NDP at Three Report
Institute of Museum and Library Services

‘Civil disobedience’ in the Archive: Documenting women’s activism and experience through the Sheffield Feminist Archive
Sadler, R. and Cox, A.M

ETH Zurich’s Collections and Archives: Scientific Heritage for Future Research
Habel, Thilo; Wiederkehr, Stefan

Bridging Fan Communities and Facilitating Access to Music Archives through Semantic Audio Applications” Audio Engineering Society E-Library
Wilmering, Thomas; Thalmann, Florian; Fazekas, György; Sandler, Mark B.

Staffing for Effective Digital Preservation 2017: An NDSA Report
Contributors: Winston Atkins, Carol Kussmann, Katherine Kim

CFP: VIEW Journal on “Using Television’s Material Heritage”

The medium of television is responsible for a huge accumulation of redundant objects: old TV sets and VTRs (and the tables to put them on), superseded production equipment and software, videotape and film that is no longer useable. This raises various questions, from practical to historiographical and methodological ones.

What are we to do with this accumulation of objects, many of which are not easily recycled?  How do we approach these objects as historical records? What tools and research practices do we need to go beyond the written cultures of television and address its non-discursive experiences? How do we articulate historical narratives that may emerge out of television’s non-discursive past? What histories do these objects tell, other than what’s already been documented and preserved in written and audiovisual archives?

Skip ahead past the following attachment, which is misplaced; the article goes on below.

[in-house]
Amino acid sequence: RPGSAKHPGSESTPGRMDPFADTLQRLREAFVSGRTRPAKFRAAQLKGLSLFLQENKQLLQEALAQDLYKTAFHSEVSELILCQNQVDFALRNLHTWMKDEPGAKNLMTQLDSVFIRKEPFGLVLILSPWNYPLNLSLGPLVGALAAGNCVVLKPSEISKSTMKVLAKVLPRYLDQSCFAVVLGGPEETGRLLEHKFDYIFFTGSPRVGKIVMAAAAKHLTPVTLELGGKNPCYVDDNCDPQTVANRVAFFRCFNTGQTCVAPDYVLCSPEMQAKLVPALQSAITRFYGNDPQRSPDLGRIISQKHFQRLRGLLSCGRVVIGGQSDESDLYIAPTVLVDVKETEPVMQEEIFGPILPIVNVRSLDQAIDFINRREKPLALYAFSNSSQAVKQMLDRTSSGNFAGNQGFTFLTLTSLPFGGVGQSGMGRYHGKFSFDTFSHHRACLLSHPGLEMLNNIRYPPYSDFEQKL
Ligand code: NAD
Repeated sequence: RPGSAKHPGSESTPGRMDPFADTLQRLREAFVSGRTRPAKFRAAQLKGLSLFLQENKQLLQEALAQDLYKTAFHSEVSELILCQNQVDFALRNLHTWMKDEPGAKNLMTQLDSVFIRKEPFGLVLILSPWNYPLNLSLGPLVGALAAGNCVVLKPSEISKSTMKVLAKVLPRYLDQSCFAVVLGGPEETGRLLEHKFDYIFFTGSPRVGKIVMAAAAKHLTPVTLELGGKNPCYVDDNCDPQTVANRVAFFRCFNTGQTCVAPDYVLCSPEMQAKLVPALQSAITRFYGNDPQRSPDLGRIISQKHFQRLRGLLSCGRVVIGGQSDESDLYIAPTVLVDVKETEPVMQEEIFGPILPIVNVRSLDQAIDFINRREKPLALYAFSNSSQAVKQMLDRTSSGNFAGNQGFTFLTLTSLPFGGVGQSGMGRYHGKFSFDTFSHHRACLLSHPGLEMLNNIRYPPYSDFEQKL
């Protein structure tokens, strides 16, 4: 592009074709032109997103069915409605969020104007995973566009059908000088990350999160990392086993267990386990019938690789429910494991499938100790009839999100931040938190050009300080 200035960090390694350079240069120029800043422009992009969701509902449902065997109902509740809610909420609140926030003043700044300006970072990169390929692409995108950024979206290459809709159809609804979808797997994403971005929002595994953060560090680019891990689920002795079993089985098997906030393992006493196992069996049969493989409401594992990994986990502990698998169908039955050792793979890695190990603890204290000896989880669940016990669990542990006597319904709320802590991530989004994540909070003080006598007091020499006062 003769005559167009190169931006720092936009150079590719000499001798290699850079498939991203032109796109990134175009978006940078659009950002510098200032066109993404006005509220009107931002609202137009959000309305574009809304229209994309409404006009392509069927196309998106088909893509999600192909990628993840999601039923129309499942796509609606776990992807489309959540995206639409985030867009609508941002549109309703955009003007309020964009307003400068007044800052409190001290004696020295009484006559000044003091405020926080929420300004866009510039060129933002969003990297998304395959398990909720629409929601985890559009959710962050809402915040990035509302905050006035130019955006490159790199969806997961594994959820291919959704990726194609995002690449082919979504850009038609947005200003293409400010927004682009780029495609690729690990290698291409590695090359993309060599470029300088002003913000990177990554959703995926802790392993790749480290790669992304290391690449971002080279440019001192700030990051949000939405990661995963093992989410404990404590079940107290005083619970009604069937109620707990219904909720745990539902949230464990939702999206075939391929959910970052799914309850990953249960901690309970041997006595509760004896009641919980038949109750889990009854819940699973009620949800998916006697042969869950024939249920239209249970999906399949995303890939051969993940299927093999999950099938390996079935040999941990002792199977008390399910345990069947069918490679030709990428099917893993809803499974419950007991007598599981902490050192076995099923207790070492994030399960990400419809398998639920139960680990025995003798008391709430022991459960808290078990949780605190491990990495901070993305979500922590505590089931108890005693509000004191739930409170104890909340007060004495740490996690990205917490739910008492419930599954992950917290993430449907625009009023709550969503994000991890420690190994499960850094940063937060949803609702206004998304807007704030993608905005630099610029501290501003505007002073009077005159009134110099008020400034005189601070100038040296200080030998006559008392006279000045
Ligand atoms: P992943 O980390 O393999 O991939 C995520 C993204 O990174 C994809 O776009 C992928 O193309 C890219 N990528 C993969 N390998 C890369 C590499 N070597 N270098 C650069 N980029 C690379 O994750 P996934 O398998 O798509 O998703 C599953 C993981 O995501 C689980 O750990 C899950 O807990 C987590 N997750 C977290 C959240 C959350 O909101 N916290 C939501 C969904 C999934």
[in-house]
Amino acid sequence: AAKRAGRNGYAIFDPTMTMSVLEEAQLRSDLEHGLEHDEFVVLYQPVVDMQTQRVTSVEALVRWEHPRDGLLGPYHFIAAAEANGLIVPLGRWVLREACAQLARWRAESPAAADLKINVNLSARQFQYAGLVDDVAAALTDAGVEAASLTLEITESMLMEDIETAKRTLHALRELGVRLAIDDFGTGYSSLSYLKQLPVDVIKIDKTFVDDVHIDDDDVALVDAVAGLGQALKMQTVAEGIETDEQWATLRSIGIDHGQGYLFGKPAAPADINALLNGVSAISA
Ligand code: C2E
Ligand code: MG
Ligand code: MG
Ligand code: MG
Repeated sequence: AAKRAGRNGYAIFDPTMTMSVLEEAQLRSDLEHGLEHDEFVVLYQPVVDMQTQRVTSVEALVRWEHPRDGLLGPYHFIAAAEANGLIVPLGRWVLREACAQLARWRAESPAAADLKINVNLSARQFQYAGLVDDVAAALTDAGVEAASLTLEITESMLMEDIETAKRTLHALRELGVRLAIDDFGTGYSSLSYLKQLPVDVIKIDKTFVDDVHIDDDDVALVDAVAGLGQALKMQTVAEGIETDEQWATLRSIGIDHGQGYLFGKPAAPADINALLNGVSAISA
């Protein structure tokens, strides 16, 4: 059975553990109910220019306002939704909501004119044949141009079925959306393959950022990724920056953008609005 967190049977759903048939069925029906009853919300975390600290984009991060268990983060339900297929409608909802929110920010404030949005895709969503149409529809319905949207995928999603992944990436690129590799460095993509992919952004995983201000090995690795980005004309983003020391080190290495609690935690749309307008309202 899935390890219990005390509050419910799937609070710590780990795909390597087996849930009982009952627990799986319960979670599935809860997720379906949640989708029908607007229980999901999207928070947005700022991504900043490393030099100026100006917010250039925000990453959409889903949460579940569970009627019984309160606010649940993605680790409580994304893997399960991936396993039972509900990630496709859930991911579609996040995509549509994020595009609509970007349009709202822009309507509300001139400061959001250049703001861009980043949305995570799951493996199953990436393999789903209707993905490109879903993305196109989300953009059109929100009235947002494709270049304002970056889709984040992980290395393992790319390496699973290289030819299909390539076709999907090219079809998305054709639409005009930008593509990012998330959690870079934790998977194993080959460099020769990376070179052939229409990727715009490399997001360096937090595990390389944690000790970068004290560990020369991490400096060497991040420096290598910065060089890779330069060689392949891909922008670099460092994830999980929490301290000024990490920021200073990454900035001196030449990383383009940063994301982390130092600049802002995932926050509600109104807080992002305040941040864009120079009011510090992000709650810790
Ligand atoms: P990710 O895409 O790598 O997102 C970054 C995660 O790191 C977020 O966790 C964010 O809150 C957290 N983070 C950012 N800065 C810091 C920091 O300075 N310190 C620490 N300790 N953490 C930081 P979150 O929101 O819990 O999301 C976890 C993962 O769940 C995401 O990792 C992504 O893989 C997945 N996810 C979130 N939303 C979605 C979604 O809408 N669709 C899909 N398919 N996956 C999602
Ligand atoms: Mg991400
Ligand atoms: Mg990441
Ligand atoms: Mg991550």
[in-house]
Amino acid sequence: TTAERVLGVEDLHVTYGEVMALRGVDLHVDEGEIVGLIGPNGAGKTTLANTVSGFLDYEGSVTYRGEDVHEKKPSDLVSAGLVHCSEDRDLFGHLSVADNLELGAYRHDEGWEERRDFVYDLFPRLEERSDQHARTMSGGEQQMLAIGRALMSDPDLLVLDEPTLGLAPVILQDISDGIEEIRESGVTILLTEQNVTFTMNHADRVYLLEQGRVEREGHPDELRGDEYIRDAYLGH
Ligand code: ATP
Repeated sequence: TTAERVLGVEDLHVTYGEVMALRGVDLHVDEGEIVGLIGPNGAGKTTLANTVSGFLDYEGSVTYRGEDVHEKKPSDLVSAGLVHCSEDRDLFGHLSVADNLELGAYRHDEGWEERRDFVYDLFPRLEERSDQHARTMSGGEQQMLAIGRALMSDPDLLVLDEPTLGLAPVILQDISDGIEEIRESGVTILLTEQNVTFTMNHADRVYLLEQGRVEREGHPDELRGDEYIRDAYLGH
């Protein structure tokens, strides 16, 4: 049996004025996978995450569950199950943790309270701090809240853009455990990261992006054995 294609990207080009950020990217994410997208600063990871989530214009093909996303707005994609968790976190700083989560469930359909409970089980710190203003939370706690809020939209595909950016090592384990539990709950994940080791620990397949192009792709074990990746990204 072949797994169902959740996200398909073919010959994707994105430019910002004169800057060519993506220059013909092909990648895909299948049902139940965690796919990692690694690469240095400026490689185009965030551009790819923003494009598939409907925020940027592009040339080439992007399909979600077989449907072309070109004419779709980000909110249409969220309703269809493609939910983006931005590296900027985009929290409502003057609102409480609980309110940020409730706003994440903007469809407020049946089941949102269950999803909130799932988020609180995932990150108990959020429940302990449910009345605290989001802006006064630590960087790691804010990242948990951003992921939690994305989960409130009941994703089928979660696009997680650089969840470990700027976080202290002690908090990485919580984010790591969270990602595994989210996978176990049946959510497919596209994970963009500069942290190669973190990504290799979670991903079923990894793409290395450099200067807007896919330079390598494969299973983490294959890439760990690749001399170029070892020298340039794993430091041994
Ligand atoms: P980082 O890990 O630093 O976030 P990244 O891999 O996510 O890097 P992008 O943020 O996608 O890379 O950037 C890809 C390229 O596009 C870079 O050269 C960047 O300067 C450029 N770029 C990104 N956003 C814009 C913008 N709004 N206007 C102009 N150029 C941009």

It is not enough simply to document these objects. They are the silent witnesses to television’s history, and so can be made to speak again. This issue of VIEW will explore the many attempts that are taking place to preserve, reuse, engage with and study the objects from television’s material heritage. There are many issues involved here:

  • museum practice in an age of shrinking budgets;
  • the status of enthusiasts and their collections;
  • the hidden ecological impact of TV industries;
  • the ways that ‘redundant’ production equipment can often be used effectively well after its ‘use-by’ date by those with access to few resources;
  • television objects as historical records;
  • historiographical challenges posed by doing history with objects;
  • different approaches to studying and writing about television objects;
  • hands-on television research

VIEW’s online platform allows authors to engage with different ways of narrativising television’s past through the use of video and sound recordings as well as written accounts. Contributors are especially encouraged to experiment and engage with multi-media presentations of histories from objects and hands-on television research.

Practical

Contributions are encouraged from authors with different kinds of expertise and interests in media studies, television and media history.

Paper proposals (max. 500 words) are due on January 15, 2018. Submissions should be sent to the managing editor of the journal, Dana Mustata. A notice of acceptance will be sent to authors by mid-February 2018.